According to the article, coaches of sports programs have to consciously implement character building into their coaching philosophies and styles. They have to talk about, and discuss, the aspects of good character and how it relates to sports with their players. My favorite example of this strategy demonstrated how to bring awareness to the character trait of empathy. youth-sport-baseball-playersIt’s so common in sports to hear a coach say, “keep your head in the game” when an opponent gets injured. Empathy is almost shunned in the moment. But, after the game, coaches can ask their players to put themselves in the injured players shoes. Asking them, “How do you think suzy felt when she hurt her ankle sliding into home plate?”.  Coaches can open up the conversation, allowing them to realize that getting injured or losing, isn’t the easiest situation to be in.

As a coach, you have a huge impact over the “motivational climate” of your program. In the Sports Psychology world, it is common softball_pics_161knowledge that intrinsic motivation is more beneficial than extrinsic motivation in the long run. You want your players to strive to be the best they can be, not just better than their opponent. You want them to play the sport because it feels good on the inside, gives them a sense of compentency (internal rewards), not because they get to show off, or be considered a winner  (external rewards). Coaches can alter the “motivational climate” to breed intrinsic motivation. Make practices focus on giving your best effort, being better than you were the day before, and highlight the positive things.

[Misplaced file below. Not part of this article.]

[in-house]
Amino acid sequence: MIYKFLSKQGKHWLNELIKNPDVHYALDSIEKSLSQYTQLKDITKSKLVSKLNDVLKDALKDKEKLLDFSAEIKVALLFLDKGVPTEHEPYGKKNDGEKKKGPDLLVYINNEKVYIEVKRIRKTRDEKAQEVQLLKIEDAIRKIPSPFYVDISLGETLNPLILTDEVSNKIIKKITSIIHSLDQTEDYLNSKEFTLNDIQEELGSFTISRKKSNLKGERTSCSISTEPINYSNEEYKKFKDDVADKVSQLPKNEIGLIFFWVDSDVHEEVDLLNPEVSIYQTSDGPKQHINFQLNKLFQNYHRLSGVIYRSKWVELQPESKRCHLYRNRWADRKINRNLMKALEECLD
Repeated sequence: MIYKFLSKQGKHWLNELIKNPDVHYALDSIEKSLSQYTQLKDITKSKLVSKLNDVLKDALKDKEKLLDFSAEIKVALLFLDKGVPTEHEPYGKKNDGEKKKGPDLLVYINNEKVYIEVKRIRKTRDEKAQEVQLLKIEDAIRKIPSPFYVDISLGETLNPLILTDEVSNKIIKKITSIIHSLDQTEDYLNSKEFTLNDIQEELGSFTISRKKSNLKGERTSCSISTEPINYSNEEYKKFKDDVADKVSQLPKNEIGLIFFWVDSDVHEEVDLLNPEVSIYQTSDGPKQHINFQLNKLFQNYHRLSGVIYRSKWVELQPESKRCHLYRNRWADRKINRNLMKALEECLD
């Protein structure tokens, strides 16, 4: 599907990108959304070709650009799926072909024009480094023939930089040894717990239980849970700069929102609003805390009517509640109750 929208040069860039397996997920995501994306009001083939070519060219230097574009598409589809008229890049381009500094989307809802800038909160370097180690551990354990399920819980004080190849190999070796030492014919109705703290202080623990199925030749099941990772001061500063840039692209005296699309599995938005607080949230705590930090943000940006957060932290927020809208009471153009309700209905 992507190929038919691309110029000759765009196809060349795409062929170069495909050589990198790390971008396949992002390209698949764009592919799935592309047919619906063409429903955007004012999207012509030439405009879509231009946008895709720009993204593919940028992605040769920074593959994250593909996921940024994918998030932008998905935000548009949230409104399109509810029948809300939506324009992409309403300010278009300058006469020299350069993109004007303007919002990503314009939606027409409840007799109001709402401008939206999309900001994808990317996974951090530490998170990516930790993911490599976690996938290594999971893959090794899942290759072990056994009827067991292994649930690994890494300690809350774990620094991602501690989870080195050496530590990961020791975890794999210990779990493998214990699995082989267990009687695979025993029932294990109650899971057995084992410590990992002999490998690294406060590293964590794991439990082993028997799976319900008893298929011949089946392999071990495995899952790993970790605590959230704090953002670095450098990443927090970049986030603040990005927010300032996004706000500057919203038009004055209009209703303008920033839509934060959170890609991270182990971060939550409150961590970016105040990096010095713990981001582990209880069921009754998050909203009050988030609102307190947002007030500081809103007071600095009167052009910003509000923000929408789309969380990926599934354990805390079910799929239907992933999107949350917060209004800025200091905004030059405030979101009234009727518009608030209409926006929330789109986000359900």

Being a coach gives us such a unique avenue into shaping someones life, personality, and experiences. In learning and implementing strategies, like these named above, only increases my confidence of becoming the inspirational coach I want to be someday. One of the reasons I love Sports Psychology so much is that it seamlessly applies to my everyday life. I get to use these tools in my day to day life, nobody’s perfect, and I certainly am not. These are things I can talk about with my friends, or acquaintances, or even my kids one day. You don’t have to be a coach, or be in the sports atmosphere to apply these strategies. These are strategies I can use with my kids in the car some day. Just facilitate a conversation about one of their friends that got hurt, BAM, character building lesson right there in the car.

Just another tool to throw into my coaching, and everyday life, tool kit. Thanks for reading. 🙂

Quote of the day:

Be more concerned with your character than your reputation. Your character is what you really are and your reputation is merely what others think of you”- John Wooden.  

Read the full article, “Sports and Character Development” at

https://www.presidentschallenge.org/informed/digest/index.shtml